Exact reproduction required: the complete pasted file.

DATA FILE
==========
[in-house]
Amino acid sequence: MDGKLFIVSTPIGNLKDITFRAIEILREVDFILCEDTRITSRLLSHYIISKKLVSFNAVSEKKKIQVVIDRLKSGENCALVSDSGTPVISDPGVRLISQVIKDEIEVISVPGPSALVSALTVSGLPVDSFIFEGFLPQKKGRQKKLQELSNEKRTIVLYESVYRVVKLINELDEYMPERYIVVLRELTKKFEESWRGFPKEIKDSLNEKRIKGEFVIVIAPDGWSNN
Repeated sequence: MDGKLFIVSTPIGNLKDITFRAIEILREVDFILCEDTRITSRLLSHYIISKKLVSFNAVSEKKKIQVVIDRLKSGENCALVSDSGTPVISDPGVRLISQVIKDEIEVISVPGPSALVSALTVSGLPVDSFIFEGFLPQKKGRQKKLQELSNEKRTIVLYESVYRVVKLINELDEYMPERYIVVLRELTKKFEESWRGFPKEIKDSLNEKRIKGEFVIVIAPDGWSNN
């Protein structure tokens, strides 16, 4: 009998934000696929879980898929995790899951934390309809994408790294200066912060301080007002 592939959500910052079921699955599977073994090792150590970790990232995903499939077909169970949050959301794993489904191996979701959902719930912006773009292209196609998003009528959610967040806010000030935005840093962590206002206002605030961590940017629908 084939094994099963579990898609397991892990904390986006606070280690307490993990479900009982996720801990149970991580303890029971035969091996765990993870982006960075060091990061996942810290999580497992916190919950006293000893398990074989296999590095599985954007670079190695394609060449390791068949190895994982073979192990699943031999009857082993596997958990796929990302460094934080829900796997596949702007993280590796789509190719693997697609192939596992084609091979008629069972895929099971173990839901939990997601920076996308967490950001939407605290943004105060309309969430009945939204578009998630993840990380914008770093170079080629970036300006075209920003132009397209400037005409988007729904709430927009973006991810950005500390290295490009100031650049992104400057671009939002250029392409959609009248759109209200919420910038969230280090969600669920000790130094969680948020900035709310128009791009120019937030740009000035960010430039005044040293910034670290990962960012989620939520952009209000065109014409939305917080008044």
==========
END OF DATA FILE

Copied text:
[in-house]
Amino acid sequence: MDGKLFIVSTPIGNLKDITFRAIEILREVDFILCEDTRITSRLLSHYIISKKLVSFNAVSEKKKIQVVIDRLKSGENCALVSDSGTPVISDPGVRLISQVIKDEIEVISVPGPSALVSALTVSGLPVDSFIFEGFLPQKKGRQKKLQELSNEKRTIVLYESVYRVVKLINELDEYMPERYIVVLRELTKKFEESWRGFPKEIKDSLNEKRIKGEFVIVIAPDGWSNN
Repeated sequence: MDGKLFIVSTPIGNLKDITFRAIEILREVDFILCEDTRITSRLLSHYIISKKLVSFNAVSEKKKIQVVIDRLKSGENCALVSDSGTPVISDPGVRLISQVIKDEIEVISVPGPSALVSALTVSGLPVDSFIFEGFLPQKKGRQKKLQELSNEKRTIVLYESVYRVVKLINELDEYMPERYIVVLRELTKKFEESWRGFPKEIKDSLNEKRIKGEFVIVIAPDGWSNN
């Protein structure tokens, strides 16, 4: 009998934000696929879980898929995790899951934390309809994408790294200066912060301080007002 592939959500910052079921699955599977073994090792150590970790990232995903499939077909169970949050959301794993489904191996979701959902719930912006773009292209196609998003009528959610967040806010000030935005840093962590206002206002605030961590940017629908 084939094994099963579990898609397991892990904390986006606070280690307490993990479900009982996720801990149970991580303890029971035969091996765990993870982006960075060091990061996942810290999580497992916190919950006293000893398990074989296999590095599985954007670079190695394609060449390791068949190895994982073979192990699943031999009857082993596997958990796929990302460094934080829900796997596949702007993280590796789509190719693997697609192939596992084609091979008629069972895929099971173990839901939990997601920076996308967490950001939407605290943004105060309309969430009945939204578009998630993840990380914008770093170079080629970036300006075209920003132009397209400037005409988007729904709430927009973006991810950005500390290295490009100031650049992104400057671009939002250029392409959609009248759109209200919420910038969230280090969600669920000790130094969680948020900035709310128009791009120019937030740009000035960010430039005044040293910034670290990962960012989620939520952009209000065109014409939305917080008044």